Ester Polarity

The key element that differentiates the value of Ester base stocks begins with the polarity of the Ester molecule. This polarity affects the way Esters behave as lubricants in the following ways:

The polarity of the ester molecules causes them to be attracted to one another and this intermolecular attraction requires more energy (heat) for the esters to transfer from a liquid to a gaseous state. Therefore, at a given molecular weight or viscosity, the esters will exhibit a lower vapor pressure which translates into a higher flash point and a lower rate of evaporation for the lubricant.

Polarity also causes the ester molecules to be attracted to positively charged metal surfaces. As a result, the molecules tend to line up on the metal surface creating a film which requires additional energy (load) to penetrate. The result is a stronger film which translates into higher lubricity and lower energy consumption in lubricant applications.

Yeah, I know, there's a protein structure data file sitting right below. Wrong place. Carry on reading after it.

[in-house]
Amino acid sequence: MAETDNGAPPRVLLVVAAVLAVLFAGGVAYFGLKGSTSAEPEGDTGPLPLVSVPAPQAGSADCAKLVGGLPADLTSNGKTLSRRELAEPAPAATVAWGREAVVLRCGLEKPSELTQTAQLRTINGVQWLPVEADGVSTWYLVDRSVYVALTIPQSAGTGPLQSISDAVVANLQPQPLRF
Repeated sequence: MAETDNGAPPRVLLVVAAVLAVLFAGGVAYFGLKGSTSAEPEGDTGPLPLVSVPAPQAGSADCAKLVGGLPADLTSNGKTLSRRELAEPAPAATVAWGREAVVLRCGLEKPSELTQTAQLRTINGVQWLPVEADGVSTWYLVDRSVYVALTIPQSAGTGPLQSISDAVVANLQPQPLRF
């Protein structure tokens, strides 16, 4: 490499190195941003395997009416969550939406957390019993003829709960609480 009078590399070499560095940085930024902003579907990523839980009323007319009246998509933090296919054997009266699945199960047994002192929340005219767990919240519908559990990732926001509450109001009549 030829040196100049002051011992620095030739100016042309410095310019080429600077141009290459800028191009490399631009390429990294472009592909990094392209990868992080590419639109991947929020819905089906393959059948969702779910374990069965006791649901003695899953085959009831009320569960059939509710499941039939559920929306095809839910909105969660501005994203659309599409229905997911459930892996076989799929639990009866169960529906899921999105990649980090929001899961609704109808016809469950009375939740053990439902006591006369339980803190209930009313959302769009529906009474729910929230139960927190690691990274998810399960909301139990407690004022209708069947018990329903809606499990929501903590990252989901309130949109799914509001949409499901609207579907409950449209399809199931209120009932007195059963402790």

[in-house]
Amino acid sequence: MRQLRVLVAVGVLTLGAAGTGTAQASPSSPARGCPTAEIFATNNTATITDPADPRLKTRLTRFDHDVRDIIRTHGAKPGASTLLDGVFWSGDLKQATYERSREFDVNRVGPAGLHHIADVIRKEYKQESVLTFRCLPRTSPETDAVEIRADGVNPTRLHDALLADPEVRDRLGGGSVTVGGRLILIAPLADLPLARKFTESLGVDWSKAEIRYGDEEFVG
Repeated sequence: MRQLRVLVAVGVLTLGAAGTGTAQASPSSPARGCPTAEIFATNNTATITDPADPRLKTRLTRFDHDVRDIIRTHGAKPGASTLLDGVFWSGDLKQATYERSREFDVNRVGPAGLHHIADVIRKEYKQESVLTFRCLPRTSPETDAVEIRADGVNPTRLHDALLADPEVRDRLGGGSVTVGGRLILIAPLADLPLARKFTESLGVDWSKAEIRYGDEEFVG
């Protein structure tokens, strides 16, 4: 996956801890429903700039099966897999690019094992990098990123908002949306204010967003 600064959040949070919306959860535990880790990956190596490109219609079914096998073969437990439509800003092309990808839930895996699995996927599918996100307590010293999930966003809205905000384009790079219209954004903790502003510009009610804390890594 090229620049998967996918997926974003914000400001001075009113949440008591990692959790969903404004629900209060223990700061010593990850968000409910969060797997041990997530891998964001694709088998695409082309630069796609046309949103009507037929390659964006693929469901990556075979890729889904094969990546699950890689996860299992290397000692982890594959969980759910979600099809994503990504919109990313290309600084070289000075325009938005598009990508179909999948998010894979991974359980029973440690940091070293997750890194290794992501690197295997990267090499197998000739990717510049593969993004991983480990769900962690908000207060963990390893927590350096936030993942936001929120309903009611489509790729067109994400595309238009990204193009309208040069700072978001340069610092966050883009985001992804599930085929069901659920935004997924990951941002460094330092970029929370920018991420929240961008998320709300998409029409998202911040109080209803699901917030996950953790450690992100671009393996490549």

The polar nature of esters also makes them good solvents and dispersants. This allows the esters to solubilize or disperse oil degradation by-products (varnish and sludge) which might otherwise be deposited as varnish or sludge, and translates into cleaner operation and improved additive solubility in the final lubricant. Simply put Esters leave little to no deposits, but can remove deposits formed by other lubricants or fluids.

While stable against oxidative and thermal breakdown, the ester linkage provides a vulnerable site for microbes to begin their work of biodegrading the ester molecule. This translates into very high biodegradability rates for ester lubricants when compared with traditional mineral base stocks.